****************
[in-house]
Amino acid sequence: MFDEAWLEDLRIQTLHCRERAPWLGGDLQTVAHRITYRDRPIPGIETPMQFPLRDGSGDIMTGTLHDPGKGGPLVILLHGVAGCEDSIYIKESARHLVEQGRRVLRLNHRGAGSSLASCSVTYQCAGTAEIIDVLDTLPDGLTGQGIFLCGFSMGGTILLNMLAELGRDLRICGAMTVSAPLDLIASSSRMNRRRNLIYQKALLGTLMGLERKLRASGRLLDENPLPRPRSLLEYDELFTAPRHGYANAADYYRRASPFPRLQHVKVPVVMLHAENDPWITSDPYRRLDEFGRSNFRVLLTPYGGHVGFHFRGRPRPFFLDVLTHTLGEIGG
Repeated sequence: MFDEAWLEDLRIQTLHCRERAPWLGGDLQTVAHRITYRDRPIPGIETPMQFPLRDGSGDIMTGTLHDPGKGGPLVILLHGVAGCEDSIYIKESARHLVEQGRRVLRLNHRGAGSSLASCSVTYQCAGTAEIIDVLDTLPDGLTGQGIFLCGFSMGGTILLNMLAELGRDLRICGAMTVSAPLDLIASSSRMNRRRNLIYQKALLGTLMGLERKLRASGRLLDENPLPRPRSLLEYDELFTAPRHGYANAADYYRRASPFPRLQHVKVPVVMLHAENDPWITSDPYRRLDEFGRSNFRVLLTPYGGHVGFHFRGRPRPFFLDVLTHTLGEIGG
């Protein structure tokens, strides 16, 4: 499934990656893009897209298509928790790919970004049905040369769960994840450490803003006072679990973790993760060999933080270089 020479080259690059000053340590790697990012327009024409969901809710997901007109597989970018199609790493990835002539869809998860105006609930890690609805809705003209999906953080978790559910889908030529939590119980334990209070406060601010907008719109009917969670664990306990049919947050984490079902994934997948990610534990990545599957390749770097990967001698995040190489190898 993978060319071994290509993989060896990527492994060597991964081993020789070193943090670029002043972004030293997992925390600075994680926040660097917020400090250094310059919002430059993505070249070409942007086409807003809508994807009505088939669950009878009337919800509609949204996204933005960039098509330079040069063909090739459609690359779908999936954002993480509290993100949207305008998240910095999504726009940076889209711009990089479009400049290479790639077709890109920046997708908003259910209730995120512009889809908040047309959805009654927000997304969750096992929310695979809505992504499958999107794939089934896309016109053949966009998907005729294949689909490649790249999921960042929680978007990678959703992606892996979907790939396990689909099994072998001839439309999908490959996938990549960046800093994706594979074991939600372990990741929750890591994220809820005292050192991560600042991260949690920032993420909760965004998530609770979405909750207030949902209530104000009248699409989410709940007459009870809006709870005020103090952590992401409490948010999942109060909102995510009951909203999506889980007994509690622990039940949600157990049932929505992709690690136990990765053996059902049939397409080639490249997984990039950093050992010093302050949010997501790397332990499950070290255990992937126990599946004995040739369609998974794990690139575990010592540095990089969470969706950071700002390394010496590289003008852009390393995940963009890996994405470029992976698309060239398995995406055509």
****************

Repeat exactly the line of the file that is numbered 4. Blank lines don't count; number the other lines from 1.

């Protein structure tokens, strides 16, 4: 499934990656893009897209298509928790790919970004049905040369769960994840450490803003006072679990973790993760060999933080270089 020479080259690059000053340590790697990012327009024409969901809710997901007109597989970018199609790493990835002539869809998860105006609930890690609805809705003209999906953080978790559910889908030529939590119980334990209070406060601010907008719109009917969670664990306990049919947050984490079902994934997948990610534990990545599957390749770097990967001698995040190489190898 993978060319071994290509993989060896990527492994060597991964081993020789070193943090670029002043972004030293997992925390600075994680926040660097917020400090250094310059919002430059993505070249070409942007086409807003809508994807009505088939669950009878009337919800509609949204996204933005960039098509330079040069063909090739459609690359779908999936954002993480509290993100949207305008998240910095999504726009940076889209711009990089479009400049290479790639077709890109920046997708908003259910209730995120512009889809908040047309959805009654927000997304969750096992929310695979809505992504499958999107794939089934896309016109053949966009998907005729294949689909490649790249999921960042929680978007990678959703992606892996979907790939396990689909099994072998001839439309999908490959996938990549960046800093994706594979074991939600372990990741929750890591994220809820005292050192991560600042991260949690920032993420909760965004998530609770979405909750207030949902209530104000009248699409989410709940007459009870809006709870005020103090952590992401409490948010999942109060909102995510009951909203999506889980007994509690622990039940949600157990049932929505992709690690136990990765053996059902049939397409080639490249997984990039950093050992010093302050949010997501790397332990499950070290255990992937126990599946004995040739369609998974794990690139575990010592540095990089969470969706950071700002390394010496590289003008852009390393995940963009890996994405470029992976698309060239398995995406055509």